The developers of a US$650 million (Dh2.38bn), 57-storey apartment tower in Miami propose to eliminate the chore of parking your car at home.
The project, co-designed by Porsche Design Group, will include lifts to deliver residents' cars directly to their apartments. A robotic arm will place each car in a glass elevator that will transport the vehicle to the doorstep of the apartment in 45 to 90 seconds.
"You don't have to leave your car until you are in front of your apartment," Juergen Gessler, the chief executive of Porsche Design Group, told The Miami Herald.
Car elevators in apartment towers are not a new concept. Different forms of the lifts periodically pop up in designs but rarely advance to construction once the builders examine the costs and relatively minor benefits. The concept, described as "Jetsonesque" by The Herald, sounds cool, but it doesn't hold up to closer inspection. Flat owners are not always keen on having their smelly vehicles close at hand. Living in a tower means getting away from the garage, not bringing the garage to your doorstep.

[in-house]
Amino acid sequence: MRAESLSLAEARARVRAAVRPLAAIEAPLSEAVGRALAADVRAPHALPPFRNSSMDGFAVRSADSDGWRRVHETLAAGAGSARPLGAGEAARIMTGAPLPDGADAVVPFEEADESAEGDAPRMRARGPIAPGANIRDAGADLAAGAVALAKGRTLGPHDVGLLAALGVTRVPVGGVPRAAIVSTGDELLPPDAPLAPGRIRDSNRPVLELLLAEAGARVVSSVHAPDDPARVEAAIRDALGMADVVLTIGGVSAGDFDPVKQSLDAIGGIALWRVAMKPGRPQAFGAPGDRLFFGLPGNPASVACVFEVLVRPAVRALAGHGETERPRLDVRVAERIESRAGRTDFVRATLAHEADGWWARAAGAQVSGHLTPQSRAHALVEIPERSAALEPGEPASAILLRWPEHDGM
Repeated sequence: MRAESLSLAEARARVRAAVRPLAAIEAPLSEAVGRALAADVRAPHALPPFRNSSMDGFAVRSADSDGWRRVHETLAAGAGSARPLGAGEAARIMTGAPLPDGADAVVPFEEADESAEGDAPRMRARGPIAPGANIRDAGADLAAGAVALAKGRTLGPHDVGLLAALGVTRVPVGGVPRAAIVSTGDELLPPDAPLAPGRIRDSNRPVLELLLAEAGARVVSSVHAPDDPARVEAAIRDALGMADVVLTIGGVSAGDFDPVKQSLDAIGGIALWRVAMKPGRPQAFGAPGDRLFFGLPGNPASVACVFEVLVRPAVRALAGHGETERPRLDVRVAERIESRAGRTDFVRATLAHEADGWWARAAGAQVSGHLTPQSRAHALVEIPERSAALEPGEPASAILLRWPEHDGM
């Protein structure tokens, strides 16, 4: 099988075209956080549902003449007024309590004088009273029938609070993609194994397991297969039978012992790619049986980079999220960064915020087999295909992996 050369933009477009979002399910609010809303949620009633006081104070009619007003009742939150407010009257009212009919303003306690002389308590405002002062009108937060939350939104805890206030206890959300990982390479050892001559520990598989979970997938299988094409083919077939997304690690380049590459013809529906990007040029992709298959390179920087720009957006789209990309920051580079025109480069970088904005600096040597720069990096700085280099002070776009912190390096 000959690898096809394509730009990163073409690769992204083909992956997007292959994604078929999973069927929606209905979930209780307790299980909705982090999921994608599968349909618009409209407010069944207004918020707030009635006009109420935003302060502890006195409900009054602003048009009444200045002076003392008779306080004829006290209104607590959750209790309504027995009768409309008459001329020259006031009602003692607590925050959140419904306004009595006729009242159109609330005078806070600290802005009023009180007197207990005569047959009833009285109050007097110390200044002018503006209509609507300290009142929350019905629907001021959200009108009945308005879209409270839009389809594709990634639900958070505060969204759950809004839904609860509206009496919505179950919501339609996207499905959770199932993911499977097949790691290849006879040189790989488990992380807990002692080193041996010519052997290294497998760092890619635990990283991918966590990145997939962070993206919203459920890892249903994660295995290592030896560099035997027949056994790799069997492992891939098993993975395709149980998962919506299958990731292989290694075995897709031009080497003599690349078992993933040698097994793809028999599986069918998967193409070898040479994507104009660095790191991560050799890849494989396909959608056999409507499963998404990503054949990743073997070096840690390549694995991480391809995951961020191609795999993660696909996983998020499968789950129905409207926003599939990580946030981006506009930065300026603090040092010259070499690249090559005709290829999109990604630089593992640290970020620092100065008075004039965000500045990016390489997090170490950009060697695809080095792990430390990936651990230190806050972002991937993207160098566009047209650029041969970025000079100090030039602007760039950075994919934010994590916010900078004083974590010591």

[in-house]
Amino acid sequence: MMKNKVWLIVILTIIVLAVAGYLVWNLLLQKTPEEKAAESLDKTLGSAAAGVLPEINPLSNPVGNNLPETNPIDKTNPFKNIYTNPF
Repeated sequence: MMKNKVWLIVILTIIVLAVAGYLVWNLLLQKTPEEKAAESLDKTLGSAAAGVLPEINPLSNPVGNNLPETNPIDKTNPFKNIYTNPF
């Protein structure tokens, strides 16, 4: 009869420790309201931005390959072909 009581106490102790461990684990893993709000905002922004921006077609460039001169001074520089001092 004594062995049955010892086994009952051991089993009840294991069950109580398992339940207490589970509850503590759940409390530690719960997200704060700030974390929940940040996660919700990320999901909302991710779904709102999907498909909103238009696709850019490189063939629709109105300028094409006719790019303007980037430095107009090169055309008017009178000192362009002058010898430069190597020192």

But Miami appears to have an infatuation with parking garages.
The lift is part of the integrated design of the Miami tower, which will carry the Porsche brand. And the developers are clearly hoping to create a posh vibe for the tower.
Porsche Design Group is a subsidiary of the German car maker and was originally established in 1972 to develop sleek products under the Porsche brand - items including watches, glasses, luggage and bicycles.
The Porsche Design Tower will cover 2.2 acres in Sunny Isles Beach, a Miami suburb on Collins Avenue, the main coastal road that stretches north from trendy Miami Beach. The tower will include 132 apartments and 284 parking spaces served by three elevators.
While these types of designs tend to pop up and disappear, especially in Miami, this project appears to be moving forward. The plan was approved by the Sunny Isles Beach City Commission last month.
"We want to keep this really exclusive and not have this become a McDonald's kind of style," developer Gil Dezer told local reporters. "This is something Floridians should be proud to have in their state."